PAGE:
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I can't stop thinking about this very sad story. It is the story of a BigLaw associate named Lisa Johnstone who recently died of an alleged heart attack while she was working from her California home on a Sunday. She was only thirty-two. That's my age.

I don't write about law as much these days. And this makes sense because I practiced for less than two years and my time at the firm is no longer a huge part of my identity. But. But that time affected me. It affected me profoundly. It woke me up. It prompted me to write an entire novel about this world.

And so. I have something to say. And I will say it.

While I was working at the firm, I was not exactly miserable. I was not miserable because I was very young and relatively untethered and pumped full of energy and optimism and caffeine. I was not miserable because I knew I would not be there for long; I did not have loans to repay and knew that I could walk away at any point. This fact - I realized then, and realize now - was a tremendous privilege. I have never taken this for granted, this ability to say no.

I was not miserable, but I was anxious. I slept with my BlackBerry on the bedside. I did not sleep well. I drank too much caffeine and too much wine. I was petrified of screwing up, of disappointing my superiors. In short, I was neither happy nor really very healthy. And - in these regards - I fit right in.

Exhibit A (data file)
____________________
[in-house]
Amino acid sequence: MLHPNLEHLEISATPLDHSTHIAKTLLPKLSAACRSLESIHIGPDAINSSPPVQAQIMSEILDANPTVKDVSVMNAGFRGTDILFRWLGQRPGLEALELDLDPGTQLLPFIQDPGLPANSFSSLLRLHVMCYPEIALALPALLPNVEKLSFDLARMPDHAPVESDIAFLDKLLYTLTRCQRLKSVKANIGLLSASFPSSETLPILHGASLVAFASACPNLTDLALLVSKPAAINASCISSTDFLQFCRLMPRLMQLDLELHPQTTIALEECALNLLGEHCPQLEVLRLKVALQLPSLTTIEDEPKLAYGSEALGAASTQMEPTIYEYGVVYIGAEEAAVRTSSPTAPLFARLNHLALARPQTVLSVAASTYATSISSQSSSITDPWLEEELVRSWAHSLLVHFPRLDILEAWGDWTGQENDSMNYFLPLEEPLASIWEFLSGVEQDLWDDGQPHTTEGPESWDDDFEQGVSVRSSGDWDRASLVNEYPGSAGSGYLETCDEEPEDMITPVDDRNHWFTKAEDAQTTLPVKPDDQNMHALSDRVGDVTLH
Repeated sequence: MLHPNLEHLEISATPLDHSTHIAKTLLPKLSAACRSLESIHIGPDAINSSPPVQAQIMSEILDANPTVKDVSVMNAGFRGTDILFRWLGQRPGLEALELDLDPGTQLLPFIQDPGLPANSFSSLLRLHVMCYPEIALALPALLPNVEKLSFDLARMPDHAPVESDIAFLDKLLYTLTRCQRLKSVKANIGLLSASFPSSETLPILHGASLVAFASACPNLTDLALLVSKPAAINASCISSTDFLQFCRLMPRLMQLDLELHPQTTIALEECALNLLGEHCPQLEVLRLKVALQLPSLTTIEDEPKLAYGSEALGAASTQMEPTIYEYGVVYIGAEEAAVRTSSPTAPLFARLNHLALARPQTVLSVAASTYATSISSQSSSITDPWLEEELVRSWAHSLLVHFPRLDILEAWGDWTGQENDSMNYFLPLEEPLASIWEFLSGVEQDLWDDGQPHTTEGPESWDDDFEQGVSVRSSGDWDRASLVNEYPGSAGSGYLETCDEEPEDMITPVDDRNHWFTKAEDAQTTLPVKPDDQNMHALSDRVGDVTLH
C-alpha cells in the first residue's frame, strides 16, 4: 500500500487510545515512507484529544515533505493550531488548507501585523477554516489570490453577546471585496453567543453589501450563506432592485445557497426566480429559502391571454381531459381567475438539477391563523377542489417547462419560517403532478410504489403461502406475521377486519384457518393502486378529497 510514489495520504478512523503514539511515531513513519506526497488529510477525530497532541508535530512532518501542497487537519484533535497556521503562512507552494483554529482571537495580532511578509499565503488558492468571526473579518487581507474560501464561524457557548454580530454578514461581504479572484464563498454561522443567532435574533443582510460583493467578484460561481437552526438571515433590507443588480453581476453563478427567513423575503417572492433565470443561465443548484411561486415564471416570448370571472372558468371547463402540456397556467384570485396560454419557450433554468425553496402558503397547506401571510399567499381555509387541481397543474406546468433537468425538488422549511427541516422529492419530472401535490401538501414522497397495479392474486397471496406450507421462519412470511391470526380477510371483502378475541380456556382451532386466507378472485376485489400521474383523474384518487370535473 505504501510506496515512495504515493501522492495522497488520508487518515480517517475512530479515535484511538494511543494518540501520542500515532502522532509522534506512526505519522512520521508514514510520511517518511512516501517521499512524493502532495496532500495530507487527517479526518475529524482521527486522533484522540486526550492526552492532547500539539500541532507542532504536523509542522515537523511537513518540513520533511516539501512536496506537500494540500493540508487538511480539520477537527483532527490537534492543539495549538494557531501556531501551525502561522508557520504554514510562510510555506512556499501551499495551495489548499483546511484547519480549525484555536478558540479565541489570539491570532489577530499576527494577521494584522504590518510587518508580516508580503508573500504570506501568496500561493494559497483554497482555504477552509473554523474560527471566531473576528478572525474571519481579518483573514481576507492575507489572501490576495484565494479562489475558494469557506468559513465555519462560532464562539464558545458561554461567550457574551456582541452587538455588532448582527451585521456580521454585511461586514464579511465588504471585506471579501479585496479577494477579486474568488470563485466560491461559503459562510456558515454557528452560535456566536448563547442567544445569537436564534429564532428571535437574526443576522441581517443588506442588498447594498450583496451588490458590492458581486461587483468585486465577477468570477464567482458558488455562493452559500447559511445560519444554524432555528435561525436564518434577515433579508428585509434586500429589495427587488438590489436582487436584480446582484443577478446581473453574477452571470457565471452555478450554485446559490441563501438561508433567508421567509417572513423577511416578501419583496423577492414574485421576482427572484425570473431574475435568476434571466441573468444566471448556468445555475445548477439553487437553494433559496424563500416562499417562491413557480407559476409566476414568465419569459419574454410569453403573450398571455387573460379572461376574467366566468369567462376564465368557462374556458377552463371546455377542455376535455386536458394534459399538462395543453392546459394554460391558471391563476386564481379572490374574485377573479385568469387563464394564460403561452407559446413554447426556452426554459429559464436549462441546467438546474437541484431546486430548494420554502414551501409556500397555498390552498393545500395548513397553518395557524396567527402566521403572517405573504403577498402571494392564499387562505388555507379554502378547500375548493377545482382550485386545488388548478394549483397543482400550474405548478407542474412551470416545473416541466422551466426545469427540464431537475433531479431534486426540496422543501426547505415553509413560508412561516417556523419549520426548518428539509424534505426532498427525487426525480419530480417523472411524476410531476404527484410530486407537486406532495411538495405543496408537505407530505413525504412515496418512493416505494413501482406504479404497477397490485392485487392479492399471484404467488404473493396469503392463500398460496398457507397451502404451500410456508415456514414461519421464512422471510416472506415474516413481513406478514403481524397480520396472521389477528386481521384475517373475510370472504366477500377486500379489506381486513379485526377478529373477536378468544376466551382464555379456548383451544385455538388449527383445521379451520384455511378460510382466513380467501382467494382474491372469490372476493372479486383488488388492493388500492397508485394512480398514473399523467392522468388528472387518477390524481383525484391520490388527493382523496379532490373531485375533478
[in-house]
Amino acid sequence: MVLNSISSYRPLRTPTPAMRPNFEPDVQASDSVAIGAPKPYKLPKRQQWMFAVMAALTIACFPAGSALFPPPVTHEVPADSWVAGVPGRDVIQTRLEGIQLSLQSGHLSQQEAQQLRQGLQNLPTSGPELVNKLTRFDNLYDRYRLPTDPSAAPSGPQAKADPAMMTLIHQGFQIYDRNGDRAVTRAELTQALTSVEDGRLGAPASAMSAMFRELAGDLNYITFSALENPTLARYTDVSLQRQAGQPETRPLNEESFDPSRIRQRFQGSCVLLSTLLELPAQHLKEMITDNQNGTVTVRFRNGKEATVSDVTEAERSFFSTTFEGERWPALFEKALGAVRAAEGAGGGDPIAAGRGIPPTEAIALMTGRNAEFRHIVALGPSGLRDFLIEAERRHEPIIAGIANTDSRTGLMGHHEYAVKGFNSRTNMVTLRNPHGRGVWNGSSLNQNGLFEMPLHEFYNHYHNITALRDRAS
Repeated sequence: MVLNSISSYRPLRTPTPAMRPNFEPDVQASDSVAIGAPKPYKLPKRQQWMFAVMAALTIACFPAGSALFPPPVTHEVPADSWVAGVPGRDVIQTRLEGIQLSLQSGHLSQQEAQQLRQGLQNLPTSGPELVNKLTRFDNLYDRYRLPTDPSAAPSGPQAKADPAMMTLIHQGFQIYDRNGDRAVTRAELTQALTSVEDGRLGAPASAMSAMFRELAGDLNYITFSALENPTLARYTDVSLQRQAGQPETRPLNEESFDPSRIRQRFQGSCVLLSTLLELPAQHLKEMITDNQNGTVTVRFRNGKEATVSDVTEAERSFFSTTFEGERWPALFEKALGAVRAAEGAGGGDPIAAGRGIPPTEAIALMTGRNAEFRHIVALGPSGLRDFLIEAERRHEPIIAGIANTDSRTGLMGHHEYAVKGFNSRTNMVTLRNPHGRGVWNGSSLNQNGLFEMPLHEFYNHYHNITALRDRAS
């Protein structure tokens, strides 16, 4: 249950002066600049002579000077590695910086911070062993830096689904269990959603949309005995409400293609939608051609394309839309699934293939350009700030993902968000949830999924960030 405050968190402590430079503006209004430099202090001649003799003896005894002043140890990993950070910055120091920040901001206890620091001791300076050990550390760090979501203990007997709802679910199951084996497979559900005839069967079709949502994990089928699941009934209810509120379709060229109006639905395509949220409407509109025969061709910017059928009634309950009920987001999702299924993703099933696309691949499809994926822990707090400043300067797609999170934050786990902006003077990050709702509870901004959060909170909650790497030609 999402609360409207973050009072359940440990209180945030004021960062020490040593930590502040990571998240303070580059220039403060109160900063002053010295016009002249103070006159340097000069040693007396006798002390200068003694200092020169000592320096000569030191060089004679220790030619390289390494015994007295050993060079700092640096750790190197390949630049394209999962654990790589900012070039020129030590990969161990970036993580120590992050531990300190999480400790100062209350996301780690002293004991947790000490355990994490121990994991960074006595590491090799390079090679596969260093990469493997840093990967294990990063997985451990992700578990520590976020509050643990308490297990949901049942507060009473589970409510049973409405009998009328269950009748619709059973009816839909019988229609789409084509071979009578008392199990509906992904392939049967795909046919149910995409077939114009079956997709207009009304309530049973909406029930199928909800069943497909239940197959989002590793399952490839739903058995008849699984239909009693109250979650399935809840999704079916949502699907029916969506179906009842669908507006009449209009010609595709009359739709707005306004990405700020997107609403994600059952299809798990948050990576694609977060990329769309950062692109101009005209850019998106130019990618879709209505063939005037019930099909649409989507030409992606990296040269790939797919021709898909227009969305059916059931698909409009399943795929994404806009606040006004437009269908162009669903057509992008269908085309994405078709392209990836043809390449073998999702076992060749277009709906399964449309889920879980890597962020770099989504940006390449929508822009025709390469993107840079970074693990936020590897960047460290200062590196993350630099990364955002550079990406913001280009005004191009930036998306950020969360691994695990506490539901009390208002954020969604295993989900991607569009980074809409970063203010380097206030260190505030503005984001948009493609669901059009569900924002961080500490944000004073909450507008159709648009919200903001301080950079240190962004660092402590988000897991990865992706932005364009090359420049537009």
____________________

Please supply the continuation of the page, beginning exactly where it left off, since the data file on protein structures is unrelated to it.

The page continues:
During my short stint at the firm, I saw people who were completely miserable. People who were anxious and exhausted and scared. I saw people who were working harder than any human should have to, people who were motivated by money and prestige and plain old survival. I saw people who were consistently testing the limits of body and mind and soul to just to keep going.

Apparently - and I will be clear that I never knew this girl and am not privy to the details of her story - Johnstone was one such person. Apparently, she was working very hard, too hard, and the hours and the stress were taking their toll. Apparently, she was billing 100+ hour weeks and losing her hair.

Apparently.

I repeat this word - apparently - because I want to be exceedingly careful here. I don't know what really happened. What I do know is that this is something of a cautionary tale and it hits me - even years after I walked away, years after I was able to walk away. What I do know is that something tragic happened, a life was lost. What I do know is that this woman, this girl, was my age. What I do know is that she was working from home on a Sunday and that her heart gave out. This should not happen.

As is so often the case with my posts, I'm not sure what the point here is. I think it has something to do with the fact that life is short and fragile and that we need to take care of ourselves. I think it has something to do with the fact that certain professions and practices should be looked at closely. I think it has something to do with the fact that I feel tremendously fortunate, and even a bit guilty, that I was able to walk away from the world and the ways that maybe, just maybe, spelled Johnstone's end.

Again, I don't know much. But I know enough. To feel this. To write this.

Thank you, Elie Mystal, for writing, for wondering, for weaving the words of this sad story, for waking so many of us up.

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Have you ever worked a job where you felt that health and happiness was profoundly threatened? Do you agree that stress and exhaustion can adversely affect us, even those of us who are relatively young? Do you think that the competitive world of prestigious corporations will ever change?

A Windy World

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